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What if you suddenly couldn’t smile? Or frown? Facial ‘masking’ is one of the common symptoms of Parkinson’s and – as photographer Chris Crossley shows in his stunning ‘Concrete’ images – losing this essential form of human communication is no laughing matter
Since being diagnosed with Parkinson’s in 1997, Australian Chris Crossley has longed for a creative outlet to express himself – where the disease might otherwise not allow him. He returned to his childhood passion of photography, and after perfecting his art, created these powerful images that capture the emotions of Parkinson’s. We spoke to Chris about his love affair with the camera, the difficulty of expressing emotion with Parkinson’s and how his creativity helps him cope with the condition.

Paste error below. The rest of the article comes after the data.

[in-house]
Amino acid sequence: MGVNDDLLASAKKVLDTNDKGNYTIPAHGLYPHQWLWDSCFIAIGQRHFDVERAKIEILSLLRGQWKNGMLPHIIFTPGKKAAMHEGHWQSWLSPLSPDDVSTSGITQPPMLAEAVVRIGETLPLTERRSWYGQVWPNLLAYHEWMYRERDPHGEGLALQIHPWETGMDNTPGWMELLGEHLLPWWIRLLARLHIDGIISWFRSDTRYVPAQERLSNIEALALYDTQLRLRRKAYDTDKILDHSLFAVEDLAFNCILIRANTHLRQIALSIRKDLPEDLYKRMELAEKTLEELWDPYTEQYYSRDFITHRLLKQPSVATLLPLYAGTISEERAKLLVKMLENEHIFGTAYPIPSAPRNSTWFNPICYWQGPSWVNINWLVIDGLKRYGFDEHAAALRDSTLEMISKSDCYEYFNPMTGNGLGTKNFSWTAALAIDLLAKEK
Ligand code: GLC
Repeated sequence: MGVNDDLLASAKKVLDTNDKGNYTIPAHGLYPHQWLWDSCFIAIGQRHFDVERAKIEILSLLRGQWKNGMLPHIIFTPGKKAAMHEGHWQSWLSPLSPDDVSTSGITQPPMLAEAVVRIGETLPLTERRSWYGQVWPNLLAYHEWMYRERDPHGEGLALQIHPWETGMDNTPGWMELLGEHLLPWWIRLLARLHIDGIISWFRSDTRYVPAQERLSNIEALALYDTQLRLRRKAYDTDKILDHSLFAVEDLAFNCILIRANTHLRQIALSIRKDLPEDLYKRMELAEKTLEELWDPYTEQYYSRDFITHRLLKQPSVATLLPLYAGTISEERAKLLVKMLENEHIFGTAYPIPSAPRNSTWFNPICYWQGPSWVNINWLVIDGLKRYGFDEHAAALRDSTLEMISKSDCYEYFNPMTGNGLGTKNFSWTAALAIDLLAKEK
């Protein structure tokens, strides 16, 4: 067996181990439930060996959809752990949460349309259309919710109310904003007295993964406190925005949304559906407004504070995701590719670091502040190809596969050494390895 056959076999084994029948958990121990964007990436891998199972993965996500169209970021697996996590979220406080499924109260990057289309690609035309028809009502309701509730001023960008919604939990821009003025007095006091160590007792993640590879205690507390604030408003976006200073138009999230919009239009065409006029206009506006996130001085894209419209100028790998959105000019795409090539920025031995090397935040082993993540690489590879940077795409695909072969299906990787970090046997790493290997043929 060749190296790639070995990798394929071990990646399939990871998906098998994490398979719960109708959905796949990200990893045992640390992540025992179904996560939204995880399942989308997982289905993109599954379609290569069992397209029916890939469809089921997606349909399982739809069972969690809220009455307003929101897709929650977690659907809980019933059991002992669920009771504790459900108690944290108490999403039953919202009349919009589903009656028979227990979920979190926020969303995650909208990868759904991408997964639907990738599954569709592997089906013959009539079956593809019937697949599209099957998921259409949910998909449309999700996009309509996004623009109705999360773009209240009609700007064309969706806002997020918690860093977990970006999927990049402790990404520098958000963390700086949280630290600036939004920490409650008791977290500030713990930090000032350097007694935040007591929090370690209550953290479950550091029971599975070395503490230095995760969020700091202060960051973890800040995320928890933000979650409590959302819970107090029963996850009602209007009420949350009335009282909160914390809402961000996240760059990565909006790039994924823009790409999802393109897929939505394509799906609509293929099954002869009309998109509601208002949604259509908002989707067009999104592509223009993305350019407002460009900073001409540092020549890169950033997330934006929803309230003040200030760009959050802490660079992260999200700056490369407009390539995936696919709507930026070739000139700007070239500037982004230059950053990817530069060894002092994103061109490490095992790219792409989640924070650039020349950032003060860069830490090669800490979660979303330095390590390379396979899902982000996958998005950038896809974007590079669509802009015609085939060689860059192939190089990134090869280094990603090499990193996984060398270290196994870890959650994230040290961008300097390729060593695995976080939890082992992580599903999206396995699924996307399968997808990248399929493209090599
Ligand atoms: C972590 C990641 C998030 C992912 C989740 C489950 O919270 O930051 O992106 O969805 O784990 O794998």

How did you get into photography?
I have always had a love for imagery. When I was about 12 years old, I bought a Polaroid, and our on-and-off love affair began. I bought my first serious camera as an apprentice graphic reproductionist (in the print industry). It was there that I learnt about colour, black and white, and analogue 4-colour combining. In other words, I was Photoshop before it existed!
How long have you been doing it for?
I have been seriously devoting my time photography since 2010. Before then I was what I classed as a ‘point, press and pray’ photographer. Before that I played all sorts of sports, I swam, I loved drawing and clay work.
How did Parkinson’s affect your work?
Parkinson’s doesn’t impact on my ability to take photos, but it did affect my job as a graphic reproductionist. As Parkinson’s began to affect my fine motor skills, it made me too slow to complete my given tasks. I could still do them, but not at the speed required, especially when ‘time is money’. We still have value – as hopefully these photographs prove.
Does it hinder your creativity?